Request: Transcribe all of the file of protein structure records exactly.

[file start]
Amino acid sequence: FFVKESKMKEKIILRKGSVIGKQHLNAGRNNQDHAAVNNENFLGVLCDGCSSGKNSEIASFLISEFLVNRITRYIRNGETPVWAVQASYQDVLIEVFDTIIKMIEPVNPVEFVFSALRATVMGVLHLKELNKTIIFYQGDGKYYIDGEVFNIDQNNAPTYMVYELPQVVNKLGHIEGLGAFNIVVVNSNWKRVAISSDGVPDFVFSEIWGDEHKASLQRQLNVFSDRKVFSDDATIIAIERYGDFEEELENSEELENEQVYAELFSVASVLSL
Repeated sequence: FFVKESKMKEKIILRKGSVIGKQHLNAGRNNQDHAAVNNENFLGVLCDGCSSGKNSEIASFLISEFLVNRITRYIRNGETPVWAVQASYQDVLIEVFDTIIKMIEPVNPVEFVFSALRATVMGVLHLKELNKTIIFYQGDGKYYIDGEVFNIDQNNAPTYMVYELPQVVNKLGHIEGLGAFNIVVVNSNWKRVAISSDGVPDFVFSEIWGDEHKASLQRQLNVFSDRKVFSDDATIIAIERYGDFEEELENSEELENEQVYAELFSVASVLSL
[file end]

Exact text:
Amino acid sequence: FFVKESKMKEKIILRKGSVIGKQHLNAGRNNQDHAAVNNENFLGVLCDGCSSGKNSEIASFLISEFLVNRITRYIRNGETPVWAVQASYQDVLIEVFDTIIKMIEPVNPVEFVFSALRATVMGVLHLKELNKTIIFYQGDGKYYIDGEVFNIDQNNAPTYMVYELPQVVNKLGHIEGLGAFNIVVVNSNWKRVAISSDGVPDFVFSEIWGDEHKASLQRQLNVFSDRKVFSDDATIIAIERYGDFEEELENSEELENEQVYAELFSVASVLSL
Repeated sequence: FFVKESKMKEKIILRKGSVIGKQHLNAGRNNQDHAAVNNENFLGVLCDGCSSGKNSEIASFLISEFLVNRITRYIRNGETPVWAVQASYQDVLIEVFDTIIKMIEPVNPVEFVFSALRATVMGVLHLKELNKTIIFYQGDGKYYIDGEVFNIDQNNAPTYMVYELPQVVNKLGHIEGLGAFNIVVVNSNWKRVAISSDGVPDFVFSEIWGDEHKASLQRQLNVFSDRKVFSDDATIIAIERYGDFEEELENSEELENEQVYAELFSVASVLSL